Certainly puts any issues you may have with your own parents into sharp relief.
Thermometer outside your house/grandma's house/ski rental dipping down into long-underwear territory? Good news! Listen to The Dream and I guarantee your blood will flash boil!
What begins as a deep dive into the business practices of multilevel marketing and direct sales companies — i.e. the "business opportunities" second cousins and former high school mean girls are always insisting "aren't pyramid schemes" on Facebook — becomes something larger, and even more rage-inducing: a story about the enviable perks of being rich and well connected in America.
The podcast proceeds on two tracks: one follows the experiences of people (mostly women) who've been involved with MLMs, including a show producer who signs up as a distributor with cosmetics MLM LimeLife and reports on her "progress" in real-time; the other recounts the history of such companies, namely how the FTC was pretty vigilant in its oversight until a momentous 1979 decision regarding Amway — which just happens to be run by some extremely generous political donors and personal friends of then-President Gerald Ford — that did most of the heavy lifting to legitimize a business model where, it's estimated, upwards of 99 percent of participants lose money!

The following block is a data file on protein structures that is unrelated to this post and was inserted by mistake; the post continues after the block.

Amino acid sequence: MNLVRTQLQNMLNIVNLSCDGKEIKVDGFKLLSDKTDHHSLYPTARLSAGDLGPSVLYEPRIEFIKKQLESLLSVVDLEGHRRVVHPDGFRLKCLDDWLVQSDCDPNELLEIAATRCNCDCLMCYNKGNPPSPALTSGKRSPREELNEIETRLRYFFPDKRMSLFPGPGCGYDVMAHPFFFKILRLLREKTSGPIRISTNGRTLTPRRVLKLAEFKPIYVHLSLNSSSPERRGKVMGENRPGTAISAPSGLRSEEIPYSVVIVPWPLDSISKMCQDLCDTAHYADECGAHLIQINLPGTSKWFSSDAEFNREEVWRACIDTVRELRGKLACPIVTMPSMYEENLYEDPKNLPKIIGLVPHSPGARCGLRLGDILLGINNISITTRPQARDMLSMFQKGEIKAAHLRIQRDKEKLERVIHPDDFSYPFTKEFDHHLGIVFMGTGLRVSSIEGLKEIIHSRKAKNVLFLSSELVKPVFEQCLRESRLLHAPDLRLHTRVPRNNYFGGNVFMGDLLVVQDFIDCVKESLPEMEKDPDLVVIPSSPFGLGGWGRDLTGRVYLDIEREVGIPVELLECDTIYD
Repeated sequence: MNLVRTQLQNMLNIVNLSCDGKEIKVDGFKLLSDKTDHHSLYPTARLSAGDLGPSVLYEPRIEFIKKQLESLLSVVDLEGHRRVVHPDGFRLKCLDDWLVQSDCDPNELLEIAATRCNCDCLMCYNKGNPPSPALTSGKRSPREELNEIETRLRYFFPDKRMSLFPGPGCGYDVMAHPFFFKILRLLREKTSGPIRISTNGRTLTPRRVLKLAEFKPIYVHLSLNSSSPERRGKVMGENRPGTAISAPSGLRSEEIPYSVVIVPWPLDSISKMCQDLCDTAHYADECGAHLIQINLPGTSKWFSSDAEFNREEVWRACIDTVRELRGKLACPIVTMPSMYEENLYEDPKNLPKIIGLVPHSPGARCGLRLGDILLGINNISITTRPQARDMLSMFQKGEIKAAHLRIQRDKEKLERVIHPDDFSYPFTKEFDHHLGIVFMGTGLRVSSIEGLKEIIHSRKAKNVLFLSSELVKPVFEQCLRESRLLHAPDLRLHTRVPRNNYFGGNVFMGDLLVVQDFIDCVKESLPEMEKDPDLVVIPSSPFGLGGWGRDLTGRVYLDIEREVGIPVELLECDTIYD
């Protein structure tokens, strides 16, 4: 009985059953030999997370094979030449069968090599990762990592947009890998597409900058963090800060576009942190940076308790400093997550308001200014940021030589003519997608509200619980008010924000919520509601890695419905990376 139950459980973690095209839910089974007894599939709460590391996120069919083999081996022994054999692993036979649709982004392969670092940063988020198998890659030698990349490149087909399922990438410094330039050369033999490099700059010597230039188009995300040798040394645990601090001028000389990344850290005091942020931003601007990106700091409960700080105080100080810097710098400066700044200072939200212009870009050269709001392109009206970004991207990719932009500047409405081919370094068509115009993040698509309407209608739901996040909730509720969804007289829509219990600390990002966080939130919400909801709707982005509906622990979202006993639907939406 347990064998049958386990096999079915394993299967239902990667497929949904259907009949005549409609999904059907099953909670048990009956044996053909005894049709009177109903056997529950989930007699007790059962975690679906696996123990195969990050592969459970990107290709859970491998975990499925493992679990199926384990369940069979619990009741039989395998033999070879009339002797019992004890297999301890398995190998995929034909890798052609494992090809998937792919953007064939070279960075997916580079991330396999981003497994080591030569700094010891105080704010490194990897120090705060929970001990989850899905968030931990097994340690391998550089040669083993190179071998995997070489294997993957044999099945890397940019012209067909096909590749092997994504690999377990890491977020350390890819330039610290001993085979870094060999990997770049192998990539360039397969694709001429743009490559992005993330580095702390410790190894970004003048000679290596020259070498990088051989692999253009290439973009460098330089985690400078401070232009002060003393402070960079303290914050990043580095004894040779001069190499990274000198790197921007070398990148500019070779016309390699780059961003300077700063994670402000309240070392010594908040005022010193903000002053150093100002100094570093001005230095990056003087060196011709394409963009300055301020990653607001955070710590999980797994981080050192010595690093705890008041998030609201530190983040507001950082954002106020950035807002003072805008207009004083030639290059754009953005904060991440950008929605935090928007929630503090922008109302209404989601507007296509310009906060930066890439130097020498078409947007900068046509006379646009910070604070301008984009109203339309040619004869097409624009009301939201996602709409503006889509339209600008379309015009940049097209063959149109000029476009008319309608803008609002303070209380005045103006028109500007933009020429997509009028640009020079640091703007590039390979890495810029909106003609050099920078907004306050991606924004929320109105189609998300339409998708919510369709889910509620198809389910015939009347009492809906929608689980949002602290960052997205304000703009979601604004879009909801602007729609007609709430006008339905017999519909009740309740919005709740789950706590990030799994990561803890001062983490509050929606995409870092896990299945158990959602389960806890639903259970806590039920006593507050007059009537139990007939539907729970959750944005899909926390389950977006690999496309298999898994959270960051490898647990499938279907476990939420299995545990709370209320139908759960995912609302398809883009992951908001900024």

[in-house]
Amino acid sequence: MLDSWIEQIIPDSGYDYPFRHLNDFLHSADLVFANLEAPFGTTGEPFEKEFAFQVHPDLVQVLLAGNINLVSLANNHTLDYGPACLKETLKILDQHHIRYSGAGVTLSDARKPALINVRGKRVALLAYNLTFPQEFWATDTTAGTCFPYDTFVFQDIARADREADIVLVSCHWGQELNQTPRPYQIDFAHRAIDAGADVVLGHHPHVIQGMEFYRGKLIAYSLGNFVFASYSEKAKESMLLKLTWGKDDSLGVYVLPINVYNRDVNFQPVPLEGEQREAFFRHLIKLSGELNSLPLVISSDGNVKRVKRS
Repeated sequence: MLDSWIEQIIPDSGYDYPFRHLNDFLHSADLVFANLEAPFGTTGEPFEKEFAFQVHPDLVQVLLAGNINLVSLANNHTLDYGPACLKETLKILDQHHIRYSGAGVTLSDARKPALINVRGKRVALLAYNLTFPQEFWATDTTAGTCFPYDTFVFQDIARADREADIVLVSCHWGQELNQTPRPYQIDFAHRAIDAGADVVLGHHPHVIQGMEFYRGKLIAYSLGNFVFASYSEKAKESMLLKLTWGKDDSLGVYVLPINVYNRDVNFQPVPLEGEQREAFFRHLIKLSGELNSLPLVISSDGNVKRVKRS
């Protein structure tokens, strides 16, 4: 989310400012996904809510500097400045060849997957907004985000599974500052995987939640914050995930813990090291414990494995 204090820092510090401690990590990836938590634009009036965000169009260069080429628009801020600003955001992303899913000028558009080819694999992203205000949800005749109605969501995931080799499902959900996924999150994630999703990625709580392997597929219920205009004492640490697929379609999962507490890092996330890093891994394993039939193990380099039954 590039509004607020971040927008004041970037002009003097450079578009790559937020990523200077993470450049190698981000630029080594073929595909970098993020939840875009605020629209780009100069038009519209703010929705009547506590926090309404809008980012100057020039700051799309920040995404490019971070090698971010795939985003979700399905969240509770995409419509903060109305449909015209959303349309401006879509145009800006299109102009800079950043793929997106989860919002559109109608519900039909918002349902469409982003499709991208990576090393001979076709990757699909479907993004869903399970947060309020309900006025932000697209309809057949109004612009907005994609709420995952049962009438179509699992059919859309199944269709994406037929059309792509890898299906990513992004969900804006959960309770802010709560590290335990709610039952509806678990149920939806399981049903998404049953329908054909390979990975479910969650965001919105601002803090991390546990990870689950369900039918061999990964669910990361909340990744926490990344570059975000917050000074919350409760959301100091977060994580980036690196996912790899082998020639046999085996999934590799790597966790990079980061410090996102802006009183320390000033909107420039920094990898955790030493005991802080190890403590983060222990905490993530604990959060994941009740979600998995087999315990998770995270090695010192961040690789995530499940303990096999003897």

What does this have to do with family, you might be asking? Well, here's hoping that if, over pie and coffee, a relative tries to rope you into buying $500 worth of supplements to resell to your closest friends, you'll be ready with receipts.
This one is a bit of a cheat. It's an Audible exclusive "audiobook" divided into eight distinct chapters, so a podcast in everything but name.
Toward the conclusion of an 1879 trip through Europe, which became the basis for his book A Tramp Abroad, Twain composed an extensive list of (very specific) American foods that he'd developed cravings for while overseas. That list was at the heart of author Andrew Beahrs' 2011 book Twain's Feast: Searching for America's Lost Foods in the Footsteps of Samuel Clemens. Beahrs selected eight of Twain's 80 menu items, using each to explore aspects of America's culinary history.
In this series, along with co-host and fellow Twainiac Nick Offerman, Beahrs expands that conceit, this time tracking down Twain's favorites in service of hosting a dinner for friends at the Mark Twain House and Museum in Hartford, Connecticut. The boys fail to track down their first ingredient — the once-abundant-to-the-point-of-nuisance but now-endangered greater prairie chicken — forcing the chef to creatively substitute a dish of corn and tofu (a nod to the fields of corn and soybeans that have replaced the wild grasslands where the prairie chicken once thrived.) They have better luck tracking down item No. 2, however: raccoon.
Part travelogue, part history pod, part audio version of Dinner for Five, part Nick Offerman reading passages from Twain in his signature "I can hear this guy's mustache" baritone, Twain's Feast is an under-the-radar delight.